Social interaction in general is necessary for everyone, at all ages. As much of us enjoy our privacy and personal time, we also want to spend time with people whose company we value and our loved ones. Teenagers also feel the same. They might not always or very blatantly express it, but it’s not only something they want, but they also need more in their teenage years. Here are 6 reasons why social interaction is more necessary during adolescence:
Peer pressure is a common thing during the teenage stage and sometimes even in early adulthood. However, there is a group of friends who can also be a positive influence. For example, if your teenager is going out with a group of friends who are involved in social causes, it can be a good learning experience for them.
Or if they have friends who exercise, they might be encouraged to eat healthier and be fitter. Friend checking comes from parents, but overall, a positive social interaction with a good group of friends can have positive effects on your teen’s daily life.
It’s good for your teen’s health
According to a study by Proceedings of the National Academy of Sciences of the United States of America, “Social isolation increased the risk of inflammation to the same extent as physical inactivity in adolescence.” The effect of social isolation has led to clinical risk factors such as diabetes in old age. This not only shows the importance of having social interactions, but also shows how important teenage friendships are.
Help build relationships
When our children enter their teenage phase, it is the first phase of their life where they may feel the need to be more independent and to begin to understand certain things on their own. One of those things is their relationship with others like friends, siblings, and even us parents. Social interactions with their peers and others will not only help them with their communication skills, but also give room for empathy. When interacting with their friends, they may hear stories from their friends about family and relationships, which might instill some form of relationship reflection in their own lives.
gives them a sense of belonging
Although teens don’t explicitly show it, they enjoy spending time with their families. However, they will definitely show it when they have a great time with their friends. Indeed, they are all the same age, which allows them to be more comfortable with each other and gives them a sense of belonging. It’s like their mini-adult space which allows them to test their independent thoughts and share news about each other that may not be very relevant to share with their families. While this kind of friendship is important, it’s just as important to check in with your teenager to make sure they are also sharing all the important information with you.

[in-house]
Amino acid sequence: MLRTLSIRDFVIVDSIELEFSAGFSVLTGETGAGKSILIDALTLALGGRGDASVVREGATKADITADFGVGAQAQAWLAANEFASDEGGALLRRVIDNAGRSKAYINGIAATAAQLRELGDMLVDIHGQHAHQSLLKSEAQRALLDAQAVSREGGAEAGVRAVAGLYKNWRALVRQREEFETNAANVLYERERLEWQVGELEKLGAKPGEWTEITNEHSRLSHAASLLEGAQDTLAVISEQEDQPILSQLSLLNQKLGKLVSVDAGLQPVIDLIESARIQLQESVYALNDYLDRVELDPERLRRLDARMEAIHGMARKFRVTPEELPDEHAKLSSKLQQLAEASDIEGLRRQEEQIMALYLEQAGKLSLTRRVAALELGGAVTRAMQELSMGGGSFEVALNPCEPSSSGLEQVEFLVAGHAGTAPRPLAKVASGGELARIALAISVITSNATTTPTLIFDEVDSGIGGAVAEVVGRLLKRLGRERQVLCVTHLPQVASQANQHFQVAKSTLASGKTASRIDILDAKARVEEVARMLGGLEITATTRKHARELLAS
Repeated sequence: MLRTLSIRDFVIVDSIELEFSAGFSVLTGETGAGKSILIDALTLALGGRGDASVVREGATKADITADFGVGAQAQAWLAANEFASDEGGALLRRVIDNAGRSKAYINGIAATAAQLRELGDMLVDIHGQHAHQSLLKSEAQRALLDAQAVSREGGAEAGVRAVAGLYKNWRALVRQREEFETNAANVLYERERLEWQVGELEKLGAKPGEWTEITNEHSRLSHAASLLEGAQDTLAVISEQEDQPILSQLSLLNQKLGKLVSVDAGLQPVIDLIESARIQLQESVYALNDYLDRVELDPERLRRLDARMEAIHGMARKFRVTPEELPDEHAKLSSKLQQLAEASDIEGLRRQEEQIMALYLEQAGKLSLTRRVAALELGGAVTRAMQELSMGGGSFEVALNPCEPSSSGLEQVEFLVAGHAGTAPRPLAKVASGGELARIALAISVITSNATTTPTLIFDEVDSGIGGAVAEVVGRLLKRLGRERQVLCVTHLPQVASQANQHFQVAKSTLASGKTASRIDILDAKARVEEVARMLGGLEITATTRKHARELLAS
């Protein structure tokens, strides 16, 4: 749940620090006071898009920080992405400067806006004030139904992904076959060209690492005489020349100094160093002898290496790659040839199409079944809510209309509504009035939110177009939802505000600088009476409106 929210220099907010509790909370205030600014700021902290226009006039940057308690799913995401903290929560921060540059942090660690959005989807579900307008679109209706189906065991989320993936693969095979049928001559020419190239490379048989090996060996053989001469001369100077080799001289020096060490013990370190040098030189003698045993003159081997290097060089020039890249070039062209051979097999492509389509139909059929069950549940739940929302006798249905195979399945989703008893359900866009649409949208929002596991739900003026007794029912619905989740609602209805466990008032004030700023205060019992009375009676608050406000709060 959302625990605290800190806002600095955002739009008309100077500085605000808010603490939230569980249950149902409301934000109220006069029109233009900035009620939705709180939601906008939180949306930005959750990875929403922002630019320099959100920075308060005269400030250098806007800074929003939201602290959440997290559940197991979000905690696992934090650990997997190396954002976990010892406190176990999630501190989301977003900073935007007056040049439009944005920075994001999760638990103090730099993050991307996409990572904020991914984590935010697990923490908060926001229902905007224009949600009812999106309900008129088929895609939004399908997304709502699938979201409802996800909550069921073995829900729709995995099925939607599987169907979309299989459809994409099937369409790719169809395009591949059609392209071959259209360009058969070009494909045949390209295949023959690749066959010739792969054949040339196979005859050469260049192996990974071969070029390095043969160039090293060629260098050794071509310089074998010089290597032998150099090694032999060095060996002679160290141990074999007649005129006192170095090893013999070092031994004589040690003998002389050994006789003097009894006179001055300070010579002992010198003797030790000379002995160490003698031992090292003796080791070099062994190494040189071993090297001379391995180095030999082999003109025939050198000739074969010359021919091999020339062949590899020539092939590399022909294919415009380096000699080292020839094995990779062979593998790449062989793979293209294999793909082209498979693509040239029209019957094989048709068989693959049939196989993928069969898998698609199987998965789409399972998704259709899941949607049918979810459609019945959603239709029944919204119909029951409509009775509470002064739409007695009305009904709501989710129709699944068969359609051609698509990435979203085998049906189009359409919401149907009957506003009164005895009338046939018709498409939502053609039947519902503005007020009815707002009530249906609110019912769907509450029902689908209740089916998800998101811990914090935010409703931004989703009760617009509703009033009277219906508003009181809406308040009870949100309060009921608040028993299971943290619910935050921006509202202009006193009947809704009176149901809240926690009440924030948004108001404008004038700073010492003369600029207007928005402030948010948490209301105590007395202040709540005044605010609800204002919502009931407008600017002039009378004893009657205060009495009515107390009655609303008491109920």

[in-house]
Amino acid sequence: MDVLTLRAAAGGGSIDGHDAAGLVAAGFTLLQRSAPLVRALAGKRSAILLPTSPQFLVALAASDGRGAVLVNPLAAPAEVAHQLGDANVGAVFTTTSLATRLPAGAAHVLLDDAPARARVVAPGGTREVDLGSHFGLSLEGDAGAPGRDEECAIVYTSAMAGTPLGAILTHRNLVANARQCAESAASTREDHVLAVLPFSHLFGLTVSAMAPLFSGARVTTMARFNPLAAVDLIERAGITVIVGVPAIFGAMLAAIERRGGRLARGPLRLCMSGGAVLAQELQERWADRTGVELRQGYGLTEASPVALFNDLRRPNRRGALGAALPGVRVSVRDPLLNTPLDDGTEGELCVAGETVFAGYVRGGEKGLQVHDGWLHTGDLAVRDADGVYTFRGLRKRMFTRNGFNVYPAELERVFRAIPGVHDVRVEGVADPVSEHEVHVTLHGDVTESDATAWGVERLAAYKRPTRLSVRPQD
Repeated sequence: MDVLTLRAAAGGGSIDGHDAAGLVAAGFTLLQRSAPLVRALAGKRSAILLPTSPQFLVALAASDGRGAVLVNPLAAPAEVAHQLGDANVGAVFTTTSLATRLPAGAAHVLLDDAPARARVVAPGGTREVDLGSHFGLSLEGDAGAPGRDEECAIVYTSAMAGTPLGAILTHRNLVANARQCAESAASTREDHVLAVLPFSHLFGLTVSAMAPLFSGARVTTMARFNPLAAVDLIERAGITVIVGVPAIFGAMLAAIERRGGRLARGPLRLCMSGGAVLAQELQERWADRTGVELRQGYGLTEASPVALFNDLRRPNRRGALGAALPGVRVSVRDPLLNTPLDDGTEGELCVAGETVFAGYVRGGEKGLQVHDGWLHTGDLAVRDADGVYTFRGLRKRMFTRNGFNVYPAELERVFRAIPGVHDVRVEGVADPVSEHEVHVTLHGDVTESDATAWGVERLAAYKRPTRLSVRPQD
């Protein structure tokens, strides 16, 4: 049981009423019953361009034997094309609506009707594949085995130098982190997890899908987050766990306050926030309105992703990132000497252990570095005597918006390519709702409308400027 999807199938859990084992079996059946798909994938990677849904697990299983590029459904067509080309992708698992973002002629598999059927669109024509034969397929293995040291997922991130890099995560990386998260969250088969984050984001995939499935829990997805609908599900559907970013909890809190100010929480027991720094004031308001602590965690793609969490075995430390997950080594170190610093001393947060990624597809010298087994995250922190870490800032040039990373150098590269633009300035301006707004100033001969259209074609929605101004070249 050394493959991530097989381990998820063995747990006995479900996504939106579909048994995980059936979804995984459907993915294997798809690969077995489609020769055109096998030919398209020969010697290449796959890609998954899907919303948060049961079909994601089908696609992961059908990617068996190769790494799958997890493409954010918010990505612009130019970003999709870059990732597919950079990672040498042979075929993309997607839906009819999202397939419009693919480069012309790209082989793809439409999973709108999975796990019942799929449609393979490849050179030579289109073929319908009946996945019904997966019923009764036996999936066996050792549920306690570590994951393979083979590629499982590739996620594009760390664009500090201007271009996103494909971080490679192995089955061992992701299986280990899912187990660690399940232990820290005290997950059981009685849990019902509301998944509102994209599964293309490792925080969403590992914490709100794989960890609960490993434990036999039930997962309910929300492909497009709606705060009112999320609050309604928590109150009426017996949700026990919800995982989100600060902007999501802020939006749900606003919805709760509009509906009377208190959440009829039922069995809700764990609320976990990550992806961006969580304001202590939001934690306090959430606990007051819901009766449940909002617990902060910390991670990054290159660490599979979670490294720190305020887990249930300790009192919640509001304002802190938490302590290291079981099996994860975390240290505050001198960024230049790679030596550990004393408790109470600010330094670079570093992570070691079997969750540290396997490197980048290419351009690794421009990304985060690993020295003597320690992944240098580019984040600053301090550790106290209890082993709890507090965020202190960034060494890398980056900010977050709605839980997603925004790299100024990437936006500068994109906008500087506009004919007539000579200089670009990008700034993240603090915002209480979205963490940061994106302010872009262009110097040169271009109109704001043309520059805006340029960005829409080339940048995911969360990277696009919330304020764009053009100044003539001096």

It’s good for their mental health
According to one study, “supportive relationships in family, school and peer settings for emotional well-being and academic success, especially during adolescence”. As a teenager, your child spends almost 7 hours at school with people his or her age both during class and extracurricular activities. Being able to relate to the people they spend most of their day with is important to them and the only way to do that is to encourage social interaction. In case they are facing difficulties such as shyness or social anxiety, there are ways to deal with it. You can practice conversations with them or take them to therapy to figure out the problem.
Remove online experiences
With social media being a big part of our lives in today’s world, our teens are simply expected to use various social media chats and platforms to connect with their friends. However, it’s important to make sure they understand that online conversations don’t lead to the same level of connection as in-person interactions.
Talking in person with a friend or family member is essential for your teen to understand this. Therefore, if your teen hasn’t met their friends for the day, maybe set aside 15 minutes to half an hour to have a conversation with them, either with the whole family or one-on-one. You can choose from a range of subjects ranging from cinema to philosophy.
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Sources: Proceedings of the National Academy of Sciences of the United States of America, NCBI
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